If you are holding greenbacks, the world is really your oyster except for the euro which is top of the heap right now.
If you are from the US, there are five places where you can be sure your money’s worth will stay constant.
Panama has been using the U.S. dollar as its own for more than 100 years.
Ecuador also uses the dollar as its own currency. The land is best known as the home of the Galapagos Islands. A little digression here. Studies have shown that the Galapagos Islands are constantly moving eastwards nearer to the South America landmass and in time to come they will merge but it won't happen tomorrow or next ten years, of course.
It is interesting to note that Ecuador gets its name from the equator passing through, but much of it is not all that hot because of altitude: this is the one spot where you can find snow on the equator-on Volcán Cayambe at nearly 19,000 feet.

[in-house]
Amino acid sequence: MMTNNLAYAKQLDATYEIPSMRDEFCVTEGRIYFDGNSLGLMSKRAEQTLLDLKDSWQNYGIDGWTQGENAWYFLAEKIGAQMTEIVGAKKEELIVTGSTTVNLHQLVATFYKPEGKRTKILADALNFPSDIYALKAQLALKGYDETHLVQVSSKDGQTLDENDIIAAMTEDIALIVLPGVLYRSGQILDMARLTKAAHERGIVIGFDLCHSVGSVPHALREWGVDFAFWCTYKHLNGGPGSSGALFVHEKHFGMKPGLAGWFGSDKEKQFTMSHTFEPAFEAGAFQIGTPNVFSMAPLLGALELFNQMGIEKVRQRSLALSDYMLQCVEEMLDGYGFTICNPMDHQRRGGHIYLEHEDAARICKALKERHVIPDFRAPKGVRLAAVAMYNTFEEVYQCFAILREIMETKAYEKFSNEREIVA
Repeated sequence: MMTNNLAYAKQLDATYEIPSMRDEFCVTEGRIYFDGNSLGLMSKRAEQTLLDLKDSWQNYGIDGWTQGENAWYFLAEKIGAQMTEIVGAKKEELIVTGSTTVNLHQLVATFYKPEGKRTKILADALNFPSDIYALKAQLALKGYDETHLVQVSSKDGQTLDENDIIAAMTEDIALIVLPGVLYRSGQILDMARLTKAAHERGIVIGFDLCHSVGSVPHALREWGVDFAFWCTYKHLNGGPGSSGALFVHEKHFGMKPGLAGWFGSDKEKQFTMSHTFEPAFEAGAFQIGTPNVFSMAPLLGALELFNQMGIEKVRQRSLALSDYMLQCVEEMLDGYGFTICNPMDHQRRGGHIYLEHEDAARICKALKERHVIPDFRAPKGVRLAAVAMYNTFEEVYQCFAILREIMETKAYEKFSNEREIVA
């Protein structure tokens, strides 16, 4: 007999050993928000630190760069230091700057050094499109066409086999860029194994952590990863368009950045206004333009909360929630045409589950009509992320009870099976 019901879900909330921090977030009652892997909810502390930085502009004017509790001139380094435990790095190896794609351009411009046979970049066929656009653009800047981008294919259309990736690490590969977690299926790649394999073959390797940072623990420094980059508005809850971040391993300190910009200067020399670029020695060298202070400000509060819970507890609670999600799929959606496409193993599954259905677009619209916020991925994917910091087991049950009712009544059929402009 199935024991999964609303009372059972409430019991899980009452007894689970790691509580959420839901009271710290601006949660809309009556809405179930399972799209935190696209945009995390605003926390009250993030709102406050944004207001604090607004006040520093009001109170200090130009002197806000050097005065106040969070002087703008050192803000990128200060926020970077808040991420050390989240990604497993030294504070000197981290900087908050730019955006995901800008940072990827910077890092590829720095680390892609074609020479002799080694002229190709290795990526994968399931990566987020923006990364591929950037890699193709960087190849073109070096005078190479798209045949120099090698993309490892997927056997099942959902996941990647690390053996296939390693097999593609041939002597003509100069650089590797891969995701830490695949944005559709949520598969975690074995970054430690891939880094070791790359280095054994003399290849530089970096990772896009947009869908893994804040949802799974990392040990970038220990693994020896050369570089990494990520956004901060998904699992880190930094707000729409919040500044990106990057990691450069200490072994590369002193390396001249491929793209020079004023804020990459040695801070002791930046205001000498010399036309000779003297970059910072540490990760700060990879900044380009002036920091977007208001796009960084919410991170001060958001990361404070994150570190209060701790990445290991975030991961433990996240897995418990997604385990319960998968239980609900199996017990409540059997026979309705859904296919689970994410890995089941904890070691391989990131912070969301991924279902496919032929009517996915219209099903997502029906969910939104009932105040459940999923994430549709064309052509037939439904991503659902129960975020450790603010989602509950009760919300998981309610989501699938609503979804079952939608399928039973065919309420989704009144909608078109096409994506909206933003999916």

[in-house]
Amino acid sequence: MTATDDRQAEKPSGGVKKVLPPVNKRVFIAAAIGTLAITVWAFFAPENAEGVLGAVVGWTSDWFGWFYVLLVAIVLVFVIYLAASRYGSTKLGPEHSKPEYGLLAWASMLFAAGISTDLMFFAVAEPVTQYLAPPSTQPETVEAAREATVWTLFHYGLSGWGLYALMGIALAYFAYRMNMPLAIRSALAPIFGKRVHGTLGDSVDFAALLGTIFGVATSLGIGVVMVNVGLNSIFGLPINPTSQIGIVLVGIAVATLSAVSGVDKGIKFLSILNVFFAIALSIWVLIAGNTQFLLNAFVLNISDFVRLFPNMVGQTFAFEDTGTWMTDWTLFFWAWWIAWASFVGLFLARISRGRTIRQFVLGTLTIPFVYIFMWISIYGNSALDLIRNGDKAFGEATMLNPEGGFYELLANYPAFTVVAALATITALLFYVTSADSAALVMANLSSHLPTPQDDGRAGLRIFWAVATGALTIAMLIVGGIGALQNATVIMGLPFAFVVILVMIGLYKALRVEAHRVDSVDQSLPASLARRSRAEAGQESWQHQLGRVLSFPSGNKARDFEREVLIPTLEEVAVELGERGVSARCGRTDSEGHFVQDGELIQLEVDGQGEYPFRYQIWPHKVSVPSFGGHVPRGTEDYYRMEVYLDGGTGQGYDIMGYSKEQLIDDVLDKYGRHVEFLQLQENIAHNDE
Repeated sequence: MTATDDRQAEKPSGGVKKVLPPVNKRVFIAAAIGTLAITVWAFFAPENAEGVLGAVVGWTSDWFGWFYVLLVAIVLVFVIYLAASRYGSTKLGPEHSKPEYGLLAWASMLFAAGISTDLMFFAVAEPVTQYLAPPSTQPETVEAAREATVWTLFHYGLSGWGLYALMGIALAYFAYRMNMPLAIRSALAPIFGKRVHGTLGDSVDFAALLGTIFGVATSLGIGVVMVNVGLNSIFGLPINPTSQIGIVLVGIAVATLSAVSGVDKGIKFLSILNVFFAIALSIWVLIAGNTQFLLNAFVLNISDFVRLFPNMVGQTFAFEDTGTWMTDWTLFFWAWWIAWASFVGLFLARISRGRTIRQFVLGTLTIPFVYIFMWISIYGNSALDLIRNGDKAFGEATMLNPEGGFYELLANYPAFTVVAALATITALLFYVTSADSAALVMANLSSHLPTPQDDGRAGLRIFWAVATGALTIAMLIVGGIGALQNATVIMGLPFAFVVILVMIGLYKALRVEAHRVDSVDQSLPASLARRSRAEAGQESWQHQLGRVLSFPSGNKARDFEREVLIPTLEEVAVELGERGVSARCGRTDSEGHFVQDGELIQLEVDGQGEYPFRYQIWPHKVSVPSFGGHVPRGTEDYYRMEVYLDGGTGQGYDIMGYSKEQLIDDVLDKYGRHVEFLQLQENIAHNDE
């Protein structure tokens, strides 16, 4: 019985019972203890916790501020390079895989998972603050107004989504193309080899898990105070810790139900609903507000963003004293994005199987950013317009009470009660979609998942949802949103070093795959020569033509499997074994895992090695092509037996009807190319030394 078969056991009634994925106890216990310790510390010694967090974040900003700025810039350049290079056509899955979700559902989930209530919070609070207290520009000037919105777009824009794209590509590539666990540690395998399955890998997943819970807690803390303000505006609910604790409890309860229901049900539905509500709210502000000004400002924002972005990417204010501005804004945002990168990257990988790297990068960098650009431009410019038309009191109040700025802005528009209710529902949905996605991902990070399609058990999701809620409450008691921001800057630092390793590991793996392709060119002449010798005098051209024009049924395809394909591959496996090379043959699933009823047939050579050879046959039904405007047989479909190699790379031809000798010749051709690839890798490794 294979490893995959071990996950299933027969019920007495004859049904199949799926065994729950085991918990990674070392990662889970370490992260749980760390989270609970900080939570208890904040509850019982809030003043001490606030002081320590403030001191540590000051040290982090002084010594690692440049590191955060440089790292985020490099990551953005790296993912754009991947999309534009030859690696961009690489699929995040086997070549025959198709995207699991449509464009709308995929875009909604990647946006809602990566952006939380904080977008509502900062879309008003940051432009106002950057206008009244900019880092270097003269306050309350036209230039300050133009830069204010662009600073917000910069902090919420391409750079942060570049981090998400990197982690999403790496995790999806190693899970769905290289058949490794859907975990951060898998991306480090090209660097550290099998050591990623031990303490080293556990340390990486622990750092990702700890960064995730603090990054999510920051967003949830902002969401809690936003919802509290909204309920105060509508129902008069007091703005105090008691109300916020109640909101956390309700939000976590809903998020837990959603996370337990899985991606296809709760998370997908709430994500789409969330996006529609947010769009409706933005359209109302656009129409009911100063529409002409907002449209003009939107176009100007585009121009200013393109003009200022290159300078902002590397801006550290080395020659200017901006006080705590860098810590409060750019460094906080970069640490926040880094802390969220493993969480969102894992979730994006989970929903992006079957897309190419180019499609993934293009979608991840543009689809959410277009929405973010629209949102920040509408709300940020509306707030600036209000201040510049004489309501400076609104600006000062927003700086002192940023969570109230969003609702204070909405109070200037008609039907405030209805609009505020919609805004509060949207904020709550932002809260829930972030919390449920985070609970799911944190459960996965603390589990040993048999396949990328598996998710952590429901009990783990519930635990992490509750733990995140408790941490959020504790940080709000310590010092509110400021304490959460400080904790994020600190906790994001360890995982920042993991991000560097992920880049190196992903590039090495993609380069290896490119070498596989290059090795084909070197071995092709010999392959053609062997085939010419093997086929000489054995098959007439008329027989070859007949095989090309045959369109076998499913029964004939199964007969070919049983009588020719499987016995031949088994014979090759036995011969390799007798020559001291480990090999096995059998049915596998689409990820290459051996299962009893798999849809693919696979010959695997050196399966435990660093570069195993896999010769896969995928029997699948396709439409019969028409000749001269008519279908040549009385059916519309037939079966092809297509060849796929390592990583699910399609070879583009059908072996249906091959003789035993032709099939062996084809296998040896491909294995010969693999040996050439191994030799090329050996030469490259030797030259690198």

Belize's exchange rate hovers around a constant 2:1, i.e., 2 Belize dollars for every 1 American dollar.
Caribbean and Atlantic Islands
There are several Caribbean islands and clusters of islands that peg their currency to the greenback.
- Barbados -- trades at a stable 2 to 1 with the dollar
- Bahamas or Bermuda -- you have the option to use their dollars or your own as the value is the same
- Turks, Caicos and the British Virgin Islands - the exchange rate is stable
- Puerto Rico and U.S. Virgin Islands - the U.S. dollar is the principal currency
Argentina may not be a permanent example as their currency has improved but Argentina's high inflation makes it still a bargain place for the U.S. traveller and Buenos Aires is the best substitute for a visit to a European city.
What about the Malaysian Ringgit? Let's not even go there..